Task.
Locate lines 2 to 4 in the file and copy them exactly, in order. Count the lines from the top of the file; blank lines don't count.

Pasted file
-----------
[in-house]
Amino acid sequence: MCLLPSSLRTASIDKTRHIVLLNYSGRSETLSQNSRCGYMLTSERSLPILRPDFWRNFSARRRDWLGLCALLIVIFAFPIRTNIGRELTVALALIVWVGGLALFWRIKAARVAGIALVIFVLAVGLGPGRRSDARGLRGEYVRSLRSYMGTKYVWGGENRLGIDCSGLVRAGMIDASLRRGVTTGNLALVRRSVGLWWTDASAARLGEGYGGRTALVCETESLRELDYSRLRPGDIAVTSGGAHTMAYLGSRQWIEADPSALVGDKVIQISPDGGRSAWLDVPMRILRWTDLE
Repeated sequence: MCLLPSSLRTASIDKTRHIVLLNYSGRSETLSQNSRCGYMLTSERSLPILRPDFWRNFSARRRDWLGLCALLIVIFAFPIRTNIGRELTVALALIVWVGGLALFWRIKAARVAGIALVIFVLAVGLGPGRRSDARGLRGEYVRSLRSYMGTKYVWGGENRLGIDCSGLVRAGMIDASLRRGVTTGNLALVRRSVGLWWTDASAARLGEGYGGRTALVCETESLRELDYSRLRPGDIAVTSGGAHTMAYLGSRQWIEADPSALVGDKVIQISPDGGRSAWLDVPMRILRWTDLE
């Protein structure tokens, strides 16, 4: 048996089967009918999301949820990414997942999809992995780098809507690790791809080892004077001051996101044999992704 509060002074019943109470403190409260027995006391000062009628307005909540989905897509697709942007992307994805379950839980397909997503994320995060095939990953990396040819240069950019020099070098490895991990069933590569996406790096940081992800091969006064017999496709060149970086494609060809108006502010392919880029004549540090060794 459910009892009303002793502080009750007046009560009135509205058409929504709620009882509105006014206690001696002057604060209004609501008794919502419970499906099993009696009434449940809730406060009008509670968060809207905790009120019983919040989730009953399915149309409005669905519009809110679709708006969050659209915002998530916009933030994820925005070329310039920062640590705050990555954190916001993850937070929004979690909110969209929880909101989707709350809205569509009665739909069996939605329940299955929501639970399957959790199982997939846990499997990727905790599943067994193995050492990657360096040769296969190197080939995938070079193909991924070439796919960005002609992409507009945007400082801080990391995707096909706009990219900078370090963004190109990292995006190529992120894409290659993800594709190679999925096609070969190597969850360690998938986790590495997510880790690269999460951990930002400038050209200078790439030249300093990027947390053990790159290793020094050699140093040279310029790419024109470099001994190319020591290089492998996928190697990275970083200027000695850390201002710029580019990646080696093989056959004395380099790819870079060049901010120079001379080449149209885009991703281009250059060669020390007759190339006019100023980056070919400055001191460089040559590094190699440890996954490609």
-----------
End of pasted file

Amino acid sequence: MCLLPSSLRTASIDKTRHIVLLNYSGRSETLSQNSRCGYMLTSERSLPILRPDFWRNFSARRRDWLGLCALLIVIFAFPIRTNIGRELTVALALIVWVGGLALFWRIKAARVAGIALVIFVLAVGLGPGRRSDARGLRGEYVRSLRSYMGTKYVWGGENRLGIDCSGLVRAGMIDASLRRGVTTGNLALVRRSVGLWWTDASAARLGEGYGGRTALVCETESLRELDYSRLRPGDIAVTSGGAHTMAYLGSRQWIEADPSALVGDKVIQISPDGGRSAWLDVPMRILRWTDLE
Repeated sequence: MCLLPSSLRTASIDKTRHIVLLNYSGRSETLSQNSRCGYMLTSERSLPILRPDFWRNFSARRRDWLGLCALLIVIFAFPIRTNIGRELTVALALIVWVGGLALFWRIKAARVAGIALVIFVLAVGLGPGRRSDARGLRGEYVRSLRSYMGTKYVWGGENRLGIDCSGLVRAGMIDASLRRGVTTGNLALVRRSVGLWWTDASAARLGEGYGGRTALVCETESLRELDYSRLRPGDIAVTSGGAHTMAYLGSRQWIEADPSALVGDKVIQISPDGGRSAWLDVPMRILRWTDLE
């Protein structure tokens, strides 16, 4: 048996089967009918999301949820990414997942999809992995780098809507690790791809080892004077001051996101044999992704 509060002074019943109470403190409260027995006391000062009628307005909540989905897509697709942007992307994805379950839980397909997503994320995060095939990953990396040819240069950019020099070098490895991990069933590569996406790096940081992800091969006064017999496709060149970086494609060809108006502010392919880029004549540090060794 459910009892009303002793502080009750007046009560009135509205058409929504709620009882509105006014206690001696002057604060209004609501008794919502419970499906099993009696009434449940809730406060009008509670968060809207905790009120019983919040989730009953399915149309409005669905519009809110679709708006969050659209915002998530916009933030994820925005070329310039920062640590705050990555954190916001993850937070929004979690909110969209929880909101989707709350809205569509009665739909069996939605329940299955929501639970399957959790199982997939846990499997990727905790599943067994193995050492990657360096040769296969190197080939995938070079193909991924070439796919960005002609992409507009945007400082801080990391995707096909706009990219900078370090963004190109990292995006190529992120894409290659993800594709190679999925096609070969190597969850360690998938986790590495997510880790690269999460951990930002400038050209200078790439030249300093990027947390053990790159290793020094050699140093040279310029790419024109470099001994190319020591290089492998996928190697990275970083200027000695850390201002710029580019990646080696093989056959004395380099790819870079060049901010120079001379080449149209885009991703281009250059060669020390007759190339006019100023980056070919400055001191460089040559590094190699440890996954490609």